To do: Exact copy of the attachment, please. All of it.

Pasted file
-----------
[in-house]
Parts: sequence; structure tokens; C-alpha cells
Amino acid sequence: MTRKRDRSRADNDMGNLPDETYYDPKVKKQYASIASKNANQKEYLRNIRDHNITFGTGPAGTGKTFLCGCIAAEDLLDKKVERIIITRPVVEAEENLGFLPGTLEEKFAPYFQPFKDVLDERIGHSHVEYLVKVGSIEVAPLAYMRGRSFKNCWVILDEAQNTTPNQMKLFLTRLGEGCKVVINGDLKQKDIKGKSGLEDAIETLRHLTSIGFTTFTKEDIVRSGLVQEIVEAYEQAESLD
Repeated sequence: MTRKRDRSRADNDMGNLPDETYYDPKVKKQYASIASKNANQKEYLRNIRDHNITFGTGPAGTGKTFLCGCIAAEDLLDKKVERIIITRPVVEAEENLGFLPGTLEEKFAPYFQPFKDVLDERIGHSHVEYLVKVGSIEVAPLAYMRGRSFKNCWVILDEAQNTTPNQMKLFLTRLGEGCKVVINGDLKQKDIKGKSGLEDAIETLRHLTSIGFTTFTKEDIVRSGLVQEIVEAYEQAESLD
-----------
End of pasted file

[in-house]
Parts: sequence; structure tokens; C-alpha cells
Amino acid sequence: MTRKRDRSRADNDMGNLPDETYYDPKVKKQYASIASKNANQKEYLRNIRDHNITFGTGPAGTGKTFLCGCIAAEDLLDKKVERIIITRPVVEAEENLGFLPGTLEEKFAPYFQPFKDVLDERIGHSHVEYLVKVGSIEVAPLAYMRGRSFKNCWVILDEAQNTTPNQMKLFLTRLGEGCKVVINGDLKQKDIKGKSGLEDAIETLRHLTSIGFTTFTKEDIVRSGLVQEIVEAYEQAESLD
Repeated sequence: MTRKRDRSRADNDMGNLPDETYYDPKVKKQYASIASKNANQKEYLRNIRDHNITFGTGPAGTGKTFLCGCIAAEDLLDKKVERIIITRPVVEAEENLGFLPGTLEEKFAPYFQPFKDVLDERIGHSHVEYLVKVGSIEVAPLAYMRGRSFKNCWVILDEAQNTTPNQMKLFLTRLGEGCKVVINGDLKQKDIKGKSGLEDAIETLRHLTSIGFTTFTKEDIVRSGLVQEIVEAYEQAESLD